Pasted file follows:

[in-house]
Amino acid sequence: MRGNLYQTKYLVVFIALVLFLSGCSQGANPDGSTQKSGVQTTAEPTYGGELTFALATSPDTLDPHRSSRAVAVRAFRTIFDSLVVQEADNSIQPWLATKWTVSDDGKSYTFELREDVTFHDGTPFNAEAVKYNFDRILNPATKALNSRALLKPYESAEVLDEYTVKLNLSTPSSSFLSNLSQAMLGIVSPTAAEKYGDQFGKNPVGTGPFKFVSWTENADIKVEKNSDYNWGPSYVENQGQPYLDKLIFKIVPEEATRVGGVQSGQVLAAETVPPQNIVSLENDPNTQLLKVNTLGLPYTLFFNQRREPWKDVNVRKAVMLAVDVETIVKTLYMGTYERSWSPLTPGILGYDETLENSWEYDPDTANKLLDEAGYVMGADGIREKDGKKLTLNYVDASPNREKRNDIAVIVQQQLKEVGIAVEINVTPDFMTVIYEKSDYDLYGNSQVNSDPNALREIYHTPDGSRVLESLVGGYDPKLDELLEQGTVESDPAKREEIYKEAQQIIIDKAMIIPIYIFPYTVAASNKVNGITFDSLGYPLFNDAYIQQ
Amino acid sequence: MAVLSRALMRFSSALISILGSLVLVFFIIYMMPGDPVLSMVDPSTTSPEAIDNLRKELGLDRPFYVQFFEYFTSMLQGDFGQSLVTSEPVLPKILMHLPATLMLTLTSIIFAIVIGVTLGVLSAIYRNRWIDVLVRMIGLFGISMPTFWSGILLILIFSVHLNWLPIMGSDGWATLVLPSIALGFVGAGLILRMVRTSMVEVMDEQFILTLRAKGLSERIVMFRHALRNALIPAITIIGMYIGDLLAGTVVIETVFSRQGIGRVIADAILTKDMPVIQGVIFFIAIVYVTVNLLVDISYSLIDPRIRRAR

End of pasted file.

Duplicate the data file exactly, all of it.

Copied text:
[in-house]
Amino acid sequence: MRGNLYQTKYLVVFIALVLFLSGCSQGANPDGSTQKSGVQTTAEPTYGGELTFALATSPDTLDPHRSSRAVAVRAFRTIFDSLVVQEADNSIQPWLATKWTVSDDGKSYTFELREDVTFHDGTPFNAEAVKYNFDRILNPATKALNSRALLKPYESAEVLDEYTVKLNLSTPSSSFLSNLSQAMLGIVSPTAAEKYGDQFGKNPVGTGPFKFVSWTENADIKVEKNSDYNWGPSYVENQGQPYLDKLIFKIVPEEATRVGGVQSGQVLAAETVPPQNIVSLENDPNTQLLKVNTLGLPYTLFFNQRREPWKDVNVRKAVMLAVDVETIVKTLYMGTYERSWSPLTPGILGYDETLENSWEYDPDTANKLLDEAGYVMGADGIREKDGKKLTLNYVDASPNREKRNDIAVIVQQQLKEVGIAVEINVTPDFMTVIYEKSDYDLYGNSQVNSDPNALREIYHTPDGSRVLESLVGGYDPKLDELLEQGTVESDPAKREEIYKEAQQIIIDKAMIIPIYIFPYTVAASNKVNGITFDSLGYPLFNDAYIQQ
Amino acid sequence: MAVLSRALMRFSSALISILGSLVLVFFIIYMMPGDPVLSMVDPSTTSPEAIDNLRKELGLDRPFYVQFFEYFTSMLQGDFGQSLVTSEPVLPKILMHLPATLMLTLTSIIFAIVIGVTLGVLSAIYRNRWIDVLVRMIGLFGISMPTFWSGILLILIFSVHLNWLPIMGSDGWATLVLPSIALGFVGAGLILRMVRTSMVEVMDEQFILTLRAKGLSERIVMFRHALRNALIPAITIIGMYIGDLLAGTVVIETVFSRQGIGRVIADAILTKDMPVIQGVIFFIAIVYVTVNLLVDISYSLIDPRIRRAR